You mentioned earlier about the words gatekeeper and opponent being used as it pertains to you. How much motivation is that given you as you train for this fight?
Oh, it gives a lot of motivation, you want to be known as one of the top fighters in the division and one of the best and to be categorized as a gatekeeper or the stepping stone for this guy, if this guy if he can get past this test he’s on his way.
No, you want to be the guy that they’re on their way to, so it does motivate you. It gets you excited, gets you out there to work hard and really look back at everything and think about what you’ve been doing in the ring and being smart about things so it really does light a fire under you.
You get a lot of fighters who go out there and say oh, I’ve had the best camp ever, this and that and I’ve been doing this and blah, blah, blah but 90% of the time the adversity is not there they don’t change anything.
They just keep going about their thing so when your back’s against the wall and you got to fight your way out that’s when you got to use your head. You got to be smart. You got to say hey, let’s see what’s going on, let’s see why we’re in this corner and let’s take care of business.
Robert, Figueroa is obviously a relentless guy who’s always coming forward and everything. Have you kind of assessed him as a fighter or maybe what some of his strengths and weaknesses are?
As far as Figueroa being a fighter, he’s a very tough guy. Volume puncher, can take a good punch, puts a tremendous amount of pressure but there’s a lot of flaws in his style, there’s a lot of flaws you can capitalize on but that being said the type of style he brings makes things very awkward for other guys.
The way he switches and with the amount of pressure he puts and the volume of punches he puts out, it makes it tough for fighter to adjust to that and really get on his game plan. He’s a tough guy, he comes to fight, throws a lot of punches, he’s very awkward, it’s about putting your game plan together and being smart and not letting yourself fall apart during the fight.
Now I noticed a lot of fighters that he’s fought, with the amount of pressure and punches he throws and his awkwardness, they tend to fall apart, as they go through the fight and then, you know, they start to lose their game plan and, you got to be really headstrong in there and be able to you know, stay on your game throughout the whole fight.
He’s only fought at welterweight one time, it was a little lower than the welterweight limit. How much of an advantage do you feel that is for you?
You can say it’s an advantage or it depends how he steps in the ring. You can say you have the advantage because I’ve had more fights at 147 pounds but then also you can say hey, you know what? I’ve had some wars at 147 pounds.
With him coming from the lighter weights, coming up, he’s more fresh, he’s had some time off, he’s been training so hey, you know what? Time will tell how it’s going to go down in the ring.
What do you think he’s thinking moving up to fight you and is that a mistake if he’s thinking that this is going to be an easy fight toward the end?
I don’t think he’s thinking it’s going to be an easy fight, knowing my background and how I come and what type of fighter I am, but when I jumped-up in weight and fought Aydin it was one of those things where I had a spectacular fight.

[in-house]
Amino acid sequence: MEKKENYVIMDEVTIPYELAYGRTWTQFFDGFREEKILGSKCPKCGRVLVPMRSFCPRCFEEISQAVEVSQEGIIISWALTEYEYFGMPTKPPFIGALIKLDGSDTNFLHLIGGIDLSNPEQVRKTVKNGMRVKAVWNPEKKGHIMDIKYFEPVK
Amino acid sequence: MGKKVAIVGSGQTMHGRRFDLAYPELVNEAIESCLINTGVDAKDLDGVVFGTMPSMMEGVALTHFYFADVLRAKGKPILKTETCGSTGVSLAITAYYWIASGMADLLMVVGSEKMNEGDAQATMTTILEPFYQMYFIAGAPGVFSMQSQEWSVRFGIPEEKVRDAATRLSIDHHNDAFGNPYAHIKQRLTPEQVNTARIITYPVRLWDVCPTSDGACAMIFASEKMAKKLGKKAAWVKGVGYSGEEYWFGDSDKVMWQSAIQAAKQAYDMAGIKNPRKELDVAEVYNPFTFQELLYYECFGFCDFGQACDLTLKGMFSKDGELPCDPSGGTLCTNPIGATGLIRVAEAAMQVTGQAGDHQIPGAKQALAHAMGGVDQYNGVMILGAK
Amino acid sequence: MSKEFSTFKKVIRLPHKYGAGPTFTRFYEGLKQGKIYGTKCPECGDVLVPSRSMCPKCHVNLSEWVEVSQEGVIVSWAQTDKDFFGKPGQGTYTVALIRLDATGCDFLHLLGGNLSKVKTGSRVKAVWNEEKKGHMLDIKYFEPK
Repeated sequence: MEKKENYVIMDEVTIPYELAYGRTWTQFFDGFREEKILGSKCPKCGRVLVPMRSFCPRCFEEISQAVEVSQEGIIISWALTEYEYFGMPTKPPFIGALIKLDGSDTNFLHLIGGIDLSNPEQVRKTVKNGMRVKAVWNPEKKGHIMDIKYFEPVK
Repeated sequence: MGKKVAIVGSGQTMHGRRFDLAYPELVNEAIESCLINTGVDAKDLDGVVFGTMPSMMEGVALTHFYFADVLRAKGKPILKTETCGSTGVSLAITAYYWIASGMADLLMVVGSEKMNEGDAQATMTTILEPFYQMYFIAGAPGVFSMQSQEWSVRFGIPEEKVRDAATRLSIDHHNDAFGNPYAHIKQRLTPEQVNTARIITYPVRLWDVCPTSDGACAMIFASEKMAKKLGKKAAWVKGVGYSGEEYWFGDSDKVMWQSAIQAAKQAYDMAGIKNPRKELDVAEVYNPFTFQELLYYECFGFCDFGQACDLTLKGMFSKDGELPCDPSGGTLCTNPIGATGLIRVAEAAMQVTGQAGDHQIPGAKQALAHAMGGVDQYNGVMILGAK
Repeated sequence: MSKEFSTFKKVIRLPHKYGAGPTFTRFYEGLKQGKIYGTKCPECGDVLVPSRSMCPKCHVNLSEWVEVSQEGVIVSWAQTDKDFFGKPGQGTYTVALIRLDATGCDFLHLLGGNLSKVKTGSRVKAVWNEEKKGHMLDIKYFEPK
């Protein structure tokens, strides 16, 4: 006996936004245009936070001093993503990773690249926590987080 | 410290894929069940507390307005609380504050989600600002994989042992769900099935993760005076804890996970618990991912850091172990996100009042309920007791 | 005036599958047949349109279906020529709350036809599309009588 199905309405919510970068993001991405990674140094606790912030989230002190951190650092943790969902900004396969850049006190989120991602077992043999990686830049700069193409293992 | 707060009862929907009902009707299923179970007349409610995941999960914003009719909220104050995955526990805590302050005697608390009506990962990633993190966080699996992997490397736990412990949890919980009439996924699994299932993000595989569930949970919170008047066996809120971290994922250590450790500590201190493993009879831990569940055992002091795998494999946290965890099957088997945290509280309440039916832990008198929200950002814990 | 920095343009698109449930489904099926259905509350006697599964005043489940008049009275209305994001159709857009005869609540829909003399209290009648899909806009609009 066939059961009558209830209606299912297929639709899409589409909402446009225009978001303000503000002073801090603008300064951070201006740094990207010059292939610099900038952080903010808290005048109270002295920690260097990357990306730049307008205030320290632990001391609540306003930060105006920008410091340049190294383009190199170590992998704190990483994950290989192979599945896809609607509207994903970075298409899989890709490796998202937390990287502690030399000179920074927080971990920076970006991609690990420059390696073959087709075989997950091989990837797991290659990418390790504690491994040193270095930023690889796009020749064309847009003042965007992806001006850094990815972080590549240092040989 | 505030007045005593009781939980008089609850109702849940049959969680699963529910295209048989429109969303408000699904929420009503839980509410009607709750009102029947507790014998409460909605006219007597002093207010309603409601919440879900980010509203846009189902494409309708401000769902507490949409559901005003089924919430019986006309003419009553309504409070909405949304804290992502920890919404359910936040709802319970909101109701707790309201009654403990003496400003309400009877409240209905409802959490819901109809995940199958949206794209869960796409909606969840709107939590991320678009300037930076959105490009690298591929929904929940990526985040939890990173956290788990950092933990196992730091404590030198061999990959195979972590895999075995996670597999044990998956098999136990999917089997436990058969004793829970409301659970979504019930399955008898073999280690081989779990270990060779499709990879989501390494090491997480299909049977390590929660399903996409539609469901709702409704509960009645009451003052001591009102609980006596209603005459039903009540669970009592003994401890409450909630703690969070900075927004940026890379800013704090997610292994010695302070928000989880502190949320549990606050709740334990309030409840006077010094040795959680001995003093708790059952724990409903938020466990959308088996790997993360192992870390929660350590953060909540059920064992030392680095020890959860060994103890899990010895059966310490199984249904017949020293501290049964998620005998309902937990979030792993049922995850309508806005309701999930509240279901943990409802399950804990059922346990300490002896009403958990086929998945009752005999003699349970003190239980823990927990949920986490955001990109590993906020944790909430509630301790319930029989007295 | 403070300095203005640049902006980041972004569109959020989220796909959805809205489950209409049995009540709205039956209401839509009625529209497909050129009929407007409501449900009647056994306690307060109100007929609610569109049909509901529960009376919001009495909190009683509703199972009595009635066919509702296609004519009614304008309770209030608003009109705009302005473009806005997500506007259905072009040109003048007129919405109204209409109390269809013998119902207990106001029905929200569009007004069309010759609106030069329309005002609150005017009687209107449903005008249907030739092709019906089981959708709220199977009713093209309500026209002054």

I was on my game, I was boxing good, I was inside good, outside I was moving and hit him with some shots, hurt him, I mean, it was a great war and Aydin being such a big puncher, strong guy who mowed guys down and bullied them, it kind of went to my head where you know, hey, I can do this. I can stand there and trade with these guys. I can mow these guys down.
This guy Aydin right here, nobody wanted to fight him and I came and just took him out, put it on him, you know, I think that fight kind of hurt me mentally where I thought I was unstoppable and I’m just going to mow through guys and you’ve seen a glimpse with it also too after that with Andre Berto where I just walked him down and just punished him.
And those type of fights right there, moving-up to 147 really kind of I think mentally made me just say you know what, I’m big and bad and now I can walk anybody down and then you run into guys like Thurman who are the biggest guys in the weight class who are big punchers.
Like I said before in the earlier question where you know, the type of talent that’s at 147 pounds, you can’t do that. You’ve got to be smart and you got to be able to go out there and take care of business and put your skills to work.
Do you think he’s thinking the same thing or do you think he’s looking at you as the easier of other of all of other potential choices at this weight?
No, I think he’s looking at this fight as, I’m a fighter, I come to fight, no matter what it is.
I think that’s the reason why he’s preparing very well. We were trying to make this fight earlier this year and they said they needed more time to prepare and so it got moved and it’s one of those things where I think knowing he’s at 147 pounds in his previous fight, know like hey okay, now these guys are bigger.
Now I got to change some things up so I think he’s going to be very prepared for this fight and he’s coming to fight. He’s coming ready, especially training with Joel Diaz, I know his guys.